Police officers lined a handful of them up at a time, placed blue bands around their wrists, and escorted them to a gated-off area away from the larger group. Only the last protester on the steps refused to cooperate. Police officers picked him up and carried him away.
     The protesters arrested were released immediately.
     Gero found the coordination disconcerting.
     “When you’re really seriously challenging the system, when you really want the system to know that this is not acceptable, that the way things have devolved is seriously upsetting, and you want to reject it and challenge that and get arrested for that, then this kind of smoothed-out process is odd,” she said.
     As officers arrested the protesters, the remaining demonstrators cheered and chanted, “thank you!”
     Gero says those thank-you were directed at the police officers, whom the group considers part of the 99 percent. Their salaries, health care and pensions are risk along with everyone else’s, she said.
     Eichen said Democracy Spring “represents a restoration of hope in the American system.”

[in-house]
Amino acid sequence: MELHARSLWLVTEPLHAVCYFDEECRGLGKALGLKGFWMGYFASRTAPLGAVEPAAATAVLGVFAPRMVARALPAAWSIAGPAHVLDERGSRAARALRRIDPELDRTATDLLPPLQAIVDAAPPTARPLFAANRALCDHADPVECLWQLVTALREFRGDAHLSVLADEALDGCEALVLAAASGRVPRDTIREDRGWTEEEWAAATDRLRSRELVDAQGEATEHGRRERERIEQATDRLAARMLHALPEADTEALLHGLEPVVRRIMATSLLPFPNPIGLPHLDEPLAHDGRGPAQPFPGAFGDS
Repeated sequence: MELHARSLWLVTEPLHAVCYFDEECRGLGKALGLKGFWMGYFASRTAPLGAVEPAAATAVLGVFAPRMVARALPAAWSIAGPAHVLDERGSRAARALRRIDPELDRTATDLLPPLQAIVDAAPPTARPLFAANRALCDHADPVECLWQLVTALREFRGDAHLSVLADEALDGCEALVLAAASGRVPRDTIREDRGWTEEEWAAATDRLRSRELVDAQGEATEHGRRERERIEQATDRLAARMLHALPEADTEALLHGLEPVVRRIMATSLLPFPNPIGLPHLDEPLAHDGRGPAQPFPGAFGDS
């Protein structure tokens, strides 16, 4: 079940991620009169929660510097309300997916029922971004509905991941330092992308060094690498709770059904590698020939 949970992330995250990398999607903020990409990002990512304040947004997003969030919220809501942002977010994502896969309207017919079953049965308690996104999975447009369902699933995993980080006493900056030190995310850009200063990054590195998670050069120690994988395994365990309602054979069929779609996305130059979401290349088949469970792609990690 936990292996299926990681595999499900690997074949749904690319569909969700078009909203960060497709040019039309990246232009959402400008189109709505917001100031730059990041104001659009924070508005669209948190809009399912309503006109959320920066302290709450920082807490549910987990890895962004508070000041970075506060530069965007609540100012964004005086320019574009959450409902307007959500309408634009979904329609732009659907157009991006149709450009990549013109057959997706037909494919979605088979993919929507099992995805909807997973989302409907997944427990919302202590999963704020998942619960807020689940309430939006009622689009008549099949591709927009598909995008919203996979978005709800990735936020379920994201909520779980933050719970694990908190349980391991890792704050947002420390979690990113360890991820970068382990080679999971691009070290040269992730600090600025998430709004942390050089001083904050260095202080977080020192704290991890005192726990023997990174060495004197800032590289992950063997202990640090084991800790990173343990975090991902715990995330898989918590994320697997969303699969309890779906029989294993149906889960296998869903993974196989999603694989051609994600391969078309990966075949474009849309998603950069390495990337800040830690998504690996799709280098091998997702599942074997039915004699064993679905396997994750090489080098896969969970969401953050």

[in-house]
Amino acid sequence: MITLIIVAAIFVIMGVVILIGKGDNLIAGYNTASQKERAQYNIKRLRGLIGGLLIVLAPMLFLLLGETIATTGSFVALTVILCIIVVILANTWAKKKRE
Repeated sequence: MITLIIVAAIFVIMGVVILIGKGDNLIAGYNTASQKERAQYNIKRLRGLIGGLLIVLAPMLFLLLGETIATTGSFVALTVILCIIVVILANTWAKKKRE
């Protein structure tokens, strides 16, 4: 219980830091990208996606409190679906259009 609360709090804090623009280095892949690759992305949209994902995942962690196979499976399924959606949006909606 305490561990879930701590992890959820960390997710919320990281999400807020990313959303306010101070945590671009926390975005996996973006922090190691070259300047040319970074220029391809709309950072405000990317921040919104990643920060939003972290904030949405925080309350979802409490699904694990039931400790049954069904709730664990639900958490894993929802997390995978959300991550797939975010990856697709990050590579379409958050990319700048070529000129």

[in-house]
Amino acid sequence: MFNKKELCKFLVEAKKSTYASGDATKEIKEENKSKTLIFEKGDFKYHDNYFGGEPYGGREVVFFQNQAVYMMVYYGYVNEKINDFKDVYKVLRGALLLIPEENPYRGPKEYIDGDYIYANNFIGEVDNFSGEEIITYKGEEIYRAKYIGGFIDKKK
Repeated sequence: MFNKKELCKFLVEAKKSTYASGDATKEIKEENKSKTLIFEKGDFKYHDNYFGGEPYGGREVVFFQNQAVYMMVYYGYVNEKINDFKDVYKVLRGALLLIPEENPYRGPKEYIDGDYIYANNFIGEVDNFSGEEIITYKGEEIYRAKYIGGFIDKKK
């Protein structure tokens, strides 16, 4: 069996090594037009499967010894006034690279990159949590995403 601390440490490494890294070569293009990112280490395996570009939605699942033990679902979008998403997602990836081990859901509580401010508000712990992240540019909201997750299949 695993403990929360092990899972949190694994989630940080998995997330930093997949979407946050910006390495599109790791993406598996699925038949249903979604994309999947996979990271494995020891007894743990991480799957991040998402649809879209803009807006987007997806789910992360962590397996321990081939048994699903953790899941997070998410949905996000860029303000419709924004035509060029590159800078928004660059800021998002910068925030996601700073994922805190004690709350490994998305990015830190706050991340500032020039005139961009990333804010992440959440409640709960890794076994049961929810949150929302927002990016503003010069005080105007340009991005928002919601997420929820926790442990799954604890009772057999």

The group believes that, “things can and will get better,” he said. “Together we can lift up all voices and make every person feel as though they are a part of this country and that this country represents them.”
     Democracy Spring was not alone in protesting congressional inaction Wednesday. The Congressional Progressive Caucus rallied outside the Supreme Court and called on Senate Republicans to “do their job.”
     “Refusing to do their job would mean a pink slip for most Americans, and yet Senate Republicans continue to hold our judicial system hostage because they want to set separate rules for President Obama,” said Rep. Raul Grijalva, D-Ariz., a Caucus member.
     “Let’s be clear – President Obama fulfilled his constitutional duty to nominate a justice and now the Senate is obligated to perform theirs,” Grijalva said. “There’s no exception for election years or for the political affiliation of a sitting president.”